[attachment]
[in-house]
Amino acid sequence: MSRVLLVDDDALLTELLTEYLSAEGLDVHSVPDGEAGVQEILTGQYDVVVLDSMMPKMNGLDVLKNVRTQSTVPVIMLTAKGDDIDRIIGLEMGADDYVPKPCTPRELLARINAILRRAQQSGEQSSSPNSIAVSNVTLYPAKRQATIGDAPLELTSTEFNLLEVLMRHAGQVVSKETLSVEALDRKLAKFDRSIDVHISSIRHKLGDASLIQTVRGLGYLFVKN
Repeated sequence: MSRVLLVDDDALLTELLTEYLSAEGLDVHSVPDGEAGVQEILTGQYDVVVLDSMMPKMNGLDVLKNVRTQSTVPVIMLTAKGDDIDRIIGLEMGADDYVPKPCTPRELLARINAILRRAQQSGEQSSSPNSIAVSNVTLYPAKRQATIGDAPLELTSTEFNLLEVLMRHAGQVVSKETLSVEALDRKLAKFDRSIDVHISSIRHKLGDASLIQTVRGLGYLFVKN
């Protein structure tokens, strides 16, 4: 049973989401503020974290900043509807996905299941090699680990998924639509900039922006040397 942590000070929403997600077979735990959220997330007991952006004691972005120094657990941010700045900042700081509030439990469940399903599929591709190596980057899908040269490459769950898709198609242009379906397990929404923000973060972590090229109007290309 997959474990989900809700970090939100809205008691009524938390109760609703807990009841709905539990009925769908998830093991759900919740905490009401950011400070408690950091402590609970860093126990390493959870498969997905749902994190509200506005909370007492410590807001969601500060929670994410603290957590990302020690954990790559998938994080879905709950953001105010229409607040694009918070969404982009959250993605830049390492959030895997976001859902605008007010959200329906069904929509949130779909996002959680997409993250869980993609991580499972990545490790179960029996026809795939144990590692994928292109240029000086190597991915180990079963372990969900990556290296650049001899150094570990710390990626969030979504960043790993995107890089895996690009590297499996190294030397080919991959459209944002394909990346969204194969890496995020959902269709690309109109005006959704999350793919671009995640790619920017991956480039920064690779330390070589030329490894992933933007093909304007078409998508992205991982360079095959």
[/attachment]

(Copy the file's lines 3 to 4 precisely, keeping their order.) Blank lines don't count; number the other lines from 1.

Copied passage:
Repeated sequence: MSRVLLVDDDALLTELLTEYLSAEGLDVHSVPDGEAGVQEILTGQYDVVVLDSMMPKMNGLDVLKNVRTQSTVPVIMLTAKGDDIDRIIGLEMGADDYVPKPCTPRELLARINAILRRAQQSGEQSSSPNSIAVSNVTLYPAKRQATIGDAPLELTSTEFNLLEVLMRHAGQVVSKETLSVEALDRKLAKFDRSIDVHISSIRHKLGDASLIQTVRGLGYLFVKN
């Protein structure tokens, strides 16, 4: 049973989401503020974290900043509807996905299941090699680990998924639509900039922006040397 942590000070929403997600077979735990959220997330007991952006004691972005120094657990941010700045900042700081509030439990469940399903599929591709190596980057899908040269490459769950898709198609242009379906397990929404923000973060972590090229109007290309 997959474990989900809700970090939100809205008691009524938390109760609703807990009841709905539990009925769908998830093991759900919740905490009401950011400070408690950091402590609970860093126990390493959870498969997905749902994190509200506005909370007492410590807001969601500060929670994410603290957590990302020690954990790559998938994080879905709950953001105010229409607040694009918070969404982009959250993605830049390492959030895997976001859902605008007010959200329906069904929509949130779909996002959680997409993250869980993609991580499972990545490790179960029996026809795939144990590692994928292109240029000086190597991915180990079963372990969900990556290296650049001899150094570990710390990626969030979504960043790993995107890089895996690009590297499996190294030397080919991959459209944002394909990346969204194969890496995020959902269709690309109109005006959704999350793919671009995640790619920017991956480039920064690779330390070589030329490894992933933007093909304007078409998508992205991982360079095959």